It's also healthy to use the empty-nest transition period as a time to reconnect with your partner and to develop a peer relationship with your adult children. Some empty nesters find that once they become accustomed to their new routine -- one without soccer practice, lessons and school events -- they have more time and energy for themselves. This is the stage of exploration, a time to rediscover your interests, your friendships and the world around you.
This can also be a rejuvenating time for relationships. Results of a study published in the journal "Psychological Science" found that during the empty nest transitional period, married women were more satisfied -- and found more enjoyment in the time they spent -- with their partners (that's quality, not quantity; the amount of time spent together didn't necessarily increase) [source: Gorchoff et al].
And just when you think empty nest syndrome is coming to a close -- maybe you've set up regular phone calls, or use Facebook, Skype or online photo-sharing sites to help stay updated on your kids' experiences -- brace yourself. About 13 percent of parents of adult children report that at least one of their kids moved back into the nest in the last year [source: Wang and Morin].
Keep reading for lots more information about empty nest syndrome.
- CIGNA. "Family Life Cycle." Feb. 12, 2009. (May 9, 2011)http://www.cigna.com/healthinfo/ty6171.html
- Clay, Rebecca A. "An empty nest can promote freedom, improved relationships." American Psychological Association. Monitor on Psychology. April 2003. (May 9, 2011)http://www.apa.org/monitor/apr03/pluses.aspx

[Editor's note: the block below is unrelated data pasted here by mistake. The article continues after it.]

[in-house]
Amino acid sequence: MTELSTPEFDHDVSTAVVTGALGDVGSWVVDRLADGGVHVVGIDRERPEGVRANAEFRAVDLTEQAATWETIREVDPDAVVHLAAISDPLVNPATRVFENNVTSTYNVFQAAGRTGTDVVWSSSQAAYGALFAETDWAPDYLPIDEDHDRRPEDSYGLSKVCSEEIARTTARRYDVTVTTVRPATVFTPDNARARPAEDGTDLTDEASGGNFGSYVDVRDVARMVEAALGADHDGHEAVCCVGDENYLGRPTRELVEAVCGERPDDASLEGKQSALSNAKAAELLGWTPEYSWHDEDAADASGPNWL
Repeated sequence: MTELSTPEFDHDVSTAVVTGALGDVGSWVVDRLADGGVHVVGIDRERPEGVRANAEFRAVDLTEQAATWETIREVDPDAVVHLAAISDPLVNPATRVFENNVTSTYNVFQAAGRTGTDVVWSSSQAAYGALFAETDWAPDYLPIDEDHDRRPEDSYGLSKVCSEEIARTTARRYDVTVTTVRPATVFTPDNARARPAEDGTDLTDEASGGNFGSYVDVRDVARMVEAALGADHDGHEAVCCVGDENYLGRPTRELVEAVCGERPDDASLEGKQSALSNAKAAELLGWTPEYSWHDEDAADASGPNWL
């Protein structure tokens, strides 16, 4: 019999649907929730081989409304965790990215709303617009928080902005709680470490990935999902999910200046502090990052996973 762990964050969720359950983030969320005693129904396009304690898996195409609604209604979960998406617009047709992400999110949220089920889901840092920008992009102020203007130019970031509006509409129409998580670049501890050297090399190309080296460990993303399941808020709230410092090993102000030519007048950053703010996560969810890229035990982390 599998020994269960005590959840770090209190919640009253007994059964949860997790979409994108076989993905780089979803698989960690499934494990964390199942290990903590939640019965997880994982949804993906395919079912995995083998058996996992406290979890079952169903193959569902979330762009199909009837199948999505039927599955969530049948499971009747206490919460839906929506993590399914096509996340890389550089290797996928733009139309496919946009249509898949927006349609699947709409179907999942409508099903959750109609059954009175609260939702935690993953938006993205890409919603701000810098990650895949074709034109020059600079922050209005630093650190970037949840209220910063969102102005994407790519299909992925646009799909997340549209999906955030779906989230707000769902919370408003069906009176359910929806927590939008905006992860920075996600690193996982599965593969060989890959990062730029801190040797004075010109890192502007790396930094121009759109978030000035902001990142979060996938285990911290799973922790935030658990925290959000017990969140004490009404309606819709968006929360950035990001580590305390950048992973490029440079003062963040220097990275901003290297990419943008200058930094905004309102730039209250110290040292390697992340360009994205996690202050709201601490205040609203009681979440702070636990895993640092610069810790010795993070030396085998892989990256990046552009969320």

- Gorchoff, Sara M. et al. "Contextualizing Change in Marital Satisfaction During Middle Age: An 18-Year Longitudinal Study." Psychological Science. Nov. 1, 2008. (May 9, 2011)http://pss.sagepub.com/content/19/11/1194.short
- Grange, Helen. "How to cope when your kids leave home." Independent Online. April 28, 2011. (May 9, 2011)http://www.iol.co.za/lifestyle/family/how-to-cope-when-your-kids-leave-home-1.1061877
- Stein, Rob. "Death rate down, life expectancy up in U.S." The Washington Post. March 16, 2011. (May 9, 2011)http://www.washingtonpost.com/blogs/the-checkup/post/death-rate-down-life-expectancy-up-in-us/2011/03/15/AB4UYlY_blog.html
- Vann, Madeline. "An Empty Nest Opens New Doors." Everyday Health. April 30, 2009. (May 9, 2011)http://www.everydayhealth.com/womens-health/empty-nest-opens-new-doors.aspx
- Wang, Wendy and Rich Morin. "Recession Brings Many Young People Back to the Nest: Home for the Holidays … and Every Other Day." Pew Research Center. Nov. 24, 2009. (May 9, 2011)http://pewsocialtrends.org/files/2010/10/home-for-the-holidays.pdf
- Wilson, Brenda. "For Prospective Moms, Biology and Culture Clash." NPR. May 8, 2008. (May 9, 2011)http://www.npr.org/templates/story/story.php?storyId=90227229
- Yara, Susan. "Father's Empty Nest." Forbes. Aug. 23, 2006. (May 9, 2011)http://www.forbes.com/2006/08/22/empty-nest-men_cx_sy_0823dads.html